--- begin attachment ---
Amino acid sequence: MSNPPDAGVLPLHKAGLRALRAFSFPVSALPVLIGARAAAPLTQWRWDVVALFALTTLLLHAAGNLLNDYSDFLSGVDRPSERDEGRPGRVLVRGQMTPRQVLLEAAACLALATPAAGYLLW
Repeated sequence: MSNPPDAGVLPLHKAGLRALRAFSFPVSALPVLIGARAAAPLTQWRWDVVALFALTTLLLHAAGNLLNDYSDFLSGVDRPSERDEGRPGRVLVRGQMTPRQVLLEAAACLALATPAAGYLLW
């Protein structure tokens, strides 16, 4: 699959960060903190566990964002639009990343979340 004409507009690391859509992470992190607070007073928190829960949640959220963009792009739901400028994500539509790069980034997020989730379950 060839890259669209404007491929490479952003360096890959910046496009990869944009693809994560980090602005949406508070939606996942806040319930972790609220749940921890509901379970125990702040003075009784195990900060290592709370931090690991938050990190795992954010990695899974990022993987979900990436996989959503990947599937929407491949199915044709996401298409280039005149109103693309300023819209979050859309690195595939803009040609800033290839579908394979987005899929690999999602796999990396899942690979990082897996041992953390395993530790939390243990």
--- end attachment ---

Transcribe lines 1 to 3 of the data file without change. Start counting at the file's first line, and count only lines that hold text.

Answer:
Amino acid sequence: MSNPPDAGVLPLHKAGLRALRAFSFPVSALPVLIGARAAAPLTQWRWDVVALFALTTLLLHAAGNLLNDYSDFLSGVDRPSERDEGRPGRVLVRGQMTPRQVLLEAAACLALATPAAGYLLW
Repeated sequence: MSNPPDAGVLPLHKAGLRALRAFSFPVSALPVLIGARAAAPLTQWRWDVVALFALTTLLLHAAGNLLNDYSDFLSGVDRPSERDEGRPGRVLVRGQMTPRQVLLEAAACLALATPAAGYLLW
């Protein structure tokens, strides 16, 4: 699959960060903190566990964002639009990343979340 004409507009690391859509992470992190607070007073928190829960949640959220963009792009739901400028994500539509790069980034997020989730379950 060839890259669209404007491929490479952003360096890959910046496009990869944009693809994560980090602005949406508070939606996942806040319930972790609220749940921890509901379970125990702040003075009784195990900060290592709370931090690991938050990190795992954010990695899974990022993987979900990436996989959503990947599937929407491949199915044709996401298409280039005149109103693309300023819209979050859309690195595939803009040609800033290839579908394979987005899929690999999602796999990396899942690979990082897996041992953390395993530790939390243990």